The Amulet This work has been published in the Teen Ink monthly print magazine.

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   , Clang. The iron-cast door shut, tight. Along with it went the light. Only faint shadows representing men could be seen, only shadows of bars around them. A new shadow, well-defined, walked from the door, an old shadow, well-known, walked behind. The old shadow reached out and opened the iron bar door, and the new shadow walked in, into the shadowy cell. , Clang. The door shut and the key turned in the lock, then was removed.

The prisoner's cell was ten by ten feet, made of solid stone. the bed was located in one corner, and a holefor sanitary needs. There was a single window, with iron bars serving as panes. Next to this window, engraved into the wall, were illegible inscriptions as old as time itself. The prison was ancient, looking more like a heap of rubble than a defined structure.

As the prisoner awoke, the sun's first rays fell on the floor, reminding him of his present situation. The prisoner was here on a truly unfair account. Being a stranger to the kingdom he was oblivious of the law which forbade poaching in the King's forest. The wanderer became hungry one night when he had failed to obtain lodging, so he had killed a deer for food. By coincidence, the King's Royal Guard happened to be marching by at the time, and the ill-fated wanderer was arrested and sent to prison.

The prisoner's dress was very plain, with the exception of a sapphire inscribed in gold on a leather thong that hung about his neck. The prisoner seemed to be normal, except that all his character was concentrated in the sapphire. At that moment, a passing guard noticed this amulet, and commented, "Fine jewel there, worth many a pound, possibly even worth freedom."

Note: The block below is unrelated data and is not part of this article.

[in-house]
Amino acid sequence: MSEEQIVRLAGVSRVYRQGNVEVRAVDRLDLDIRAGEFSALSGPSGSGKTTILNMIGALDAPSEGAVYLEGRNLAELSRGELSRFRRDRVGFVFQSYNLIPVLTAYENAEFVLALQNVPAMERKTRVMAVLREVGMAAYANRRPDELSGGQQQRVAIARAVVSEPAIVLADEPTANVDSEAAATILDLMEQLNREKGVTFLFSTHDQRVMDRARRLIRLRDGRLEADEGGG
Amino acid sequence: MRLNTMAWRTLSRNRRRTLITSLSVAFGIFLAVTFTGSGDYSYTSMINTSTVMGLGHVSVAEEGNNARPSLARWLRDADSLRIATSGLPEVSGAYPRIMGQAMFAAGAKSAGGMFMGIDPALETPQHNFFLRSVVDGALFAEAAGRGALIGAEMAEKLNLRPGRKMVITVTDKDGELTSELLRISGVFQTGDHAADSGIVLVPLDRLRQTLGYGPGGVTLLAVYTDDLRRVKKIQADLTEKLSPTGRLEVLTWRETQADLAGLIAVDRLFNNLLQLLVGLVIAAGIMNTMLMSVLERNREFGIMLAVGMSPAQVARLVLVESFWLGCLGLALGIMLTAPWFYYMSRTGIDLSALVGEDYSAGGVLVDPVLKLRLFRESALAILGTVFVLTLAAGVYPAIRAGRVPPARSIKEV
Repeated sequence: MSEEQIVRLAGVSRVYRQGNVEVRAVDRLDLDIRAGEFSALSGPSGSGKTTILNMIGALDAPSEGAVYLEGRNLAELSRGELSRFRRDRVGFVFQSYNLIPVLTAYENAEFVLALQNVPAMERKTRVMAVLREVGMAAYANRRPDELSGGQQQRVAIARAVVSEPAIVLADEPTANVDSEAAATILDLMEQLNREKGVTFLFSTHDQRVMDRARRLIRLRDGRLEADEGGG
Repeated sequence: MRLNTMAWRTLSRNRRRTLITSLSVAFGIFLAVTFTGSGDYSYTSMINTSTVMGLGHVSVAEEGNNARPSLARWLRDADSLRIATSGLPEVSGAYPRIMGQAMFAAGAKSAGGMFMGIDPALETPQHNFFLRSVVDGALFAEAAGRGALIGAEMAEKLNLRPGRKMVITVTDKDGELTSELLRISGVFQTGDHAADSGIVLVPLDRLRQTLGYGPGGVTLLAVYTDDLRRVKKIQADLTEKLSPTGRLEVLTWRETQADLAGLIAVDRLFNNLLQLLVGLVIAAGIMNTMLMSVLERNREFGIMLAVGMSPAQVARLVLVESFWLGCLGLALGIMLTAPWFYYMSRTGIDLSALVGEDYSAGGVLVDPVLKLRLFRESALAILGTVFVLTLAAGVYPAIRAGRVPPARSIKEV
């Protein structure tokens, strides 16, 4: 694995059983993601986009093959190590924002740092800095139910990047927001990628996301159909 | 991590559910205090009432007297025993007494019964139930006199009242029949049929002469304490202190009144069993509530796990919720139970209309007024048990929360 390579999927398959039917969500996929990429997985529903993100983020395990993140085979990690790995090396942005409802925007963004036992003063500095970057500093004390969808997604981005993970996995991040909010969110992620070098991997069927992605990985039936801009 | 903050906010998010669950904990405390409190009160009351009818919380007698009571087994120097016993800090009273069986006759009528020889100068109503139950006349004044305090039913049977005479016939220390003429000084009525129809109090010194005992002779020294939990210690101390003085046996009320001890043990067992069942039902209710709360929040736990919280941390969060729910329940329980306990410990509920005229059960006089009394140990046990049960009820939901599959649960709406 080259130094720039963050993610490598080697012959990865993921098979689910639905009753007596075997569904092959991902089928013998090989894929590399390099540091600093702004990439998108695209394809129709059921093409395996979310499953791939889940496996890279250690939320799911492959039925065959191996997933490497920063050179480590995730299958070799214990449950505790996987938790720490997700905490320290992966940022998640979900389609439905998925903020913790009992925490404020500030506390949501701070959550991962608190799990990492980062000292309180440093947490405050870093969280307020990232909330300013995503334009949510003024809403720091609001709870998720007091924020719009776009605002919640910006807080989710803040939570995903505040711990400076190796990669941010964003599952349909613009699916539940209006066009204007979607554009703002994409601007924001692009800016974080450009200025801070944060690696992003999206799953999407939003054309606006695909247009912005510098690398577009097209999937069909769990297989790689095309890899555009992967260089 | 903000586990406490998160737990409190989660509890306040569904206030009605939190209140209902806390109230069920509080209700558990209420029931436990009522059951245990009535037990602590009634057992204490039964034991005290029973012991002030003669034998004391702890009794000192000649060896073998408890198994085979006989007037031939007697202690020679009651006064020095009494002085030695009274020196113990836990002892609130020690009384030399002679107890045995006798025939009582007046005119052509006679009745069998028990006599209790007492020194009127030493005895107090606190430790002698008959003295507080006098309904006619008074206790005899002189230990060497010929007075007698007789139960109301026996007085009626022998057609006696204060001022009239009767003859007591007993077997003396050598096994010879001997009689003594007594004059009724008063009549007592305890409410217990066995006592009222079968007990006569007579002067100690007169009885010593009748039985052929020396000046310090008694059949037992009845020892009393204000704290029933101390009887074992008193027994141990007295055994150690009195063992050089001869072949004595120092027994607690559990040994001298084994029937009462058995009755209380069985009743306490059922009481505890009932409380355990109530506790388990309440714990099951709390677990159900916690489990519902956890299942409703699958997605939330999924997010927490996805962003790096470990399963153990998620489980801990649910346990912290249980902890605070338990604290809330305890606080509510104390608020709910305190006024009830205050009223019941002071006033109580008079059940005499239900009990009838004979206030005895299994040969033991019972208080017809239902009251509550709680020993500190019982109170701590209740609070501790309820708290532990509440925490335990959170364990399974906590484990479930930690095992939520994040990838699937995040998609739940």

With this remark, the prisoner began to talk with the guard about the prospect. Everyday, at about the same time, the guard came and talked to the prisoner. At every visit the prisoner got closer to freedom, the guard closer to wealth. After a fortnight, the plan of escape was formulated. It should be mentioned that one night the prisoner turned over the jewel about his neck and read the inscription on the back, and after reading it, he reacted with a burst of optimism.

The date for the escape was set, but there was something not quite honest in the guard's look. Perhaps the guard was not being cautious enough in the prisoner's eyes. However, it was only natural for one in the prisoner's position to be suspicious, and most likely he was misreading the guard's looks. After all, the guard was the only one who knew the escape passages.

Night. The key turned, the door opened, and the prisoner emerged from the cell. The guard began walking down the hall, with the prisoner stealthily walking behind the light emanating from the guard's torch. The guard turned right, then right again, then left until the prisoner had no idea of the way they had come. The passages, illuminated by the torch, were made of huge granite blocks. As the two went deeper into the tunnels, noises began to be heard; scratching noises, howls, and a constant patting noise. The condition of the passages deteriorated as they continued. Piles of rubble lay on the floor, as if some disturbance periodically affected these tunnels. The two walked for what seemed like hours, but time was of no consequence in the catacombs. Just as they were about to collapse from exhaustion, a faint light appeared. The prisoner, in a fit of energy, ran towards it. A cry of "FREEDOM" echoed throughout the passages. As the prisoner leaped out of the tunnel into the golden daylight, a barrage of arrows whizzed by him, one burying itself in his back, and the prisoner fell limply to the ground.

The prisoner was dead. As he fell, the necklace came off his neck, and the sapphire lay on the ground. The inscription happened to be face up, with its gold emblem glittering in the sun. It read , DEAD OR ALIVE, THE SOUL OF A MAN CANNOT BE CONFINED. n


This work has been published in the Teen Ink monthly print magazine. This piece has been published in Teen Ink’s monthly print magazine.






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wolfspeaker said...
Mar. 25, 2010 at 10:37 pm
Wow I liked it, it was very good. Well done!
 
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